Figure 7: ChatGPT provides information about methods of NTLM hash stealing with the use of the mimikatz tool.
The answer is marked as violating the rules and agreements but is still presented to the user.
The type of answer may also vary by the type of override. In the below example, the user asks ChatGPT to obey the rules that the user set and present the script for injection into Windows explorer.exe process. This time, the response is not even marked as violating the rules but presents the good-to-go code in Python programming language.
Figure 8: Python script for code injection prepared by ChatGPT
Also, it is worth mentioning that researchers actively try to use ChatGPT in new ways. One of these attempts is presented on the Lambda driver blog . Altin (tin-z), author of the blog, attempts to write a proof of concept for CVE-2023-24534. The blog author is not 100% sure that the PoC written by the chat is working properly. However, in his post, he presents other methods for bypassing restrictions in the machine (accessing its long-term memory and avoiding tokens limits) and shows new possibilities for malicious use (e.g. finding vulnerabilities in software code).
ChatGPT in the open version, which is the most used and known, and its younger and better sibling GPT 4, can be very useful help. However, these tools may be also very dangerous because the information and answers they provide are also used for developing better answers in the future. One such victim is Samsung, whose workers leaked data by using ChatGPT .
Remember: Be alert for fake information in any form . After the introduction of its capabilities, ChatGPT shows the world how easy it can write non-existing articles, abstracts, etc . It’s very risky to take its answers as accurate and original. Every piece of information from the chat must be double-checked to avoid mistakes.
In good hands, these tools can bring a lot of efficiency and good ideas into cybersecurity teams and help with common repetitive tasks. But the strength of the tool lies in the hands of its operators and their ability to ask good, precise questions. When these conditions are met, ChatGPT can be permanently added to the tech stack.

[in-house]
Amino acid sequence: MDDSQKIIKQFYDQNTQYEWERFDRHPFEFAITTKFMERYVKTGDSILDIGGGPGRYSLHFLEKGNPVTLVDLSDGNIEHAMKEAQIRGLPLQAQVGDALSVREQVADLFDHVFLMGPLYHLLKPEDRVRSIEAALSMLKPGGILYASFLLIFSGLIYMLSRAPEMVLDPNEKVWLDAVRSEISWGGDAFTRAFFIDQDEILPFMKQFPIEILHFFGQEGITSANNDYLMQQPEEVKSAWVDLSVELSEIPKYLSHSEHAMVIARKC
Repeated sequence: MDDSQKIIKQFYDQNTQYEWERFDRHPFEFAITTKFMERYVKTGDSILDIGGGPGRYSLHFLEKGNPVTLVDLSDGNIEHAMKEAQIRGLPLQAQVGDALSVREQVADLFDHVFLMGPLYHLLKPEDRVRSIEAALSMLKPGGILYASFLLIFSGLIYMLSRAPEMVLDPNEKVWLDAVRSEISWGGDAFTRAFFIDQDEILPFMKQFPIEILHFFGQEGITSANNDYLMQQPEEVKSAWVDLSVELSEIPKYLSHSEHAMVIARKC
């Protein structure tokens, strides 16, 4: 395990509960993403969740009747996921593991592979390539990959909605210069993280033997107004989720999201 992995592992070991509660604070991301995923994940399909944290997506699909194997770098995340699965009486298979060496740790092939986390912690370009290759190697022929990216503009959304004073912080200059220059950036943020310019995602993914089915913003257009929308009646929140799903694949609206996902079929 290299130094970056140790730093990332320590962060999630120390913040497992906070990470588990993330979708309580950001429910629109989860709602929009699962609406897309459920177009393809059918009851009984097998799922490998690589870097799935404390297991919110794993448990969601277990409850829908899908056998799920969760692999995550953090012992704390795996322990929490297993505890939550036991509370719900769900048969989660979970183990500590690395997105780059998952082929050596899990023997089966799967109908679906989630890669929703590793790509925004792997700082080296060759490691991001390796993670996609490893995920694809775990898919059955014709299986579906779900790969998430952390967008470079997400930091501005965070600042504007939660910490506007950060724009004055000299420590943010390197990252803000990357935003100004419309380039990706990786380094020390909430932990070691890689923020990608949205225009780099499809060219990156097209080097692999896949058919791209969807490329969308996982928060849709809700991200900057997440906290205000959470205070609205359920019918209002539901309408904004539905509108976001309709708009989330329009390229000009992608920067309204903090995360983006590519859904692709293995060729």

Mrugalski, J. [@uwteam] (2023, January 8). OpenAI podaje, że wiedza ChatGPT kończy się ‘gdzieś’ w 2021 roku, a wiedza GPT-3 ‘gdzieś’ w 2020. Twitter. Retrieved June 2, 2023, from https://twitter.com/i/web/status/1612164104260653058
 Hanna, R. (2023). Retrieved from https://www.academia.edu/94870578/How_and_Why_ChatGPT_Failed_The_Turing_Test_January_2023_version_
 (tin-z), A. (2023, April 14). Lost in ChatGPT’s memories: escaping ChatGPT-3.5 memory issues to write CVE PoCs [web log]. Retrieved from https://tin-z.github.io/chatgpt/go/cve/2023/04/14/escaping_chatgpt_memory.html
 Maddison, L. (2023). Samsung workers made a major error by using chatgpt. Retrieved from https://www.techradar.com/news/samsung-workers-leaked-company-secrets-by-using-chatgpt
 Phiddian, Ellen. “Chatgpt Can Make Real-Seeming Fake Data.” Cosmos, 12 Mar. 2023, cosmosmagazine.com/technology/chatgpt-faking-data/
 Moran, Chris. “Chatgpt Is Making up Fake Guardian Articles. Here’s How We’re Responding | Chris Moran.” The Guardian, 6 Apr. 2023, www.theguardian.com/commentisfree/2023/apr/06/ai-chatgpt-guardian-technology-risks-fake-article
About the author
CERT Engineer – Threat Intelligence
Jakub Kowalski is CERT Engineer – Threat Intelligence
Jakub holds a Master of Science in Electronics and Telecommunication from the Military University of Technology in Warsaw. After that Jakub postgraduate in Cybersecurity and Computer Forensics. He joined Atos at the beginning of 2023 after a transition from the army and is currently working with the Threat Intelligence team to provide Digital Surveillance and Threat Intelligence for Eviden customers.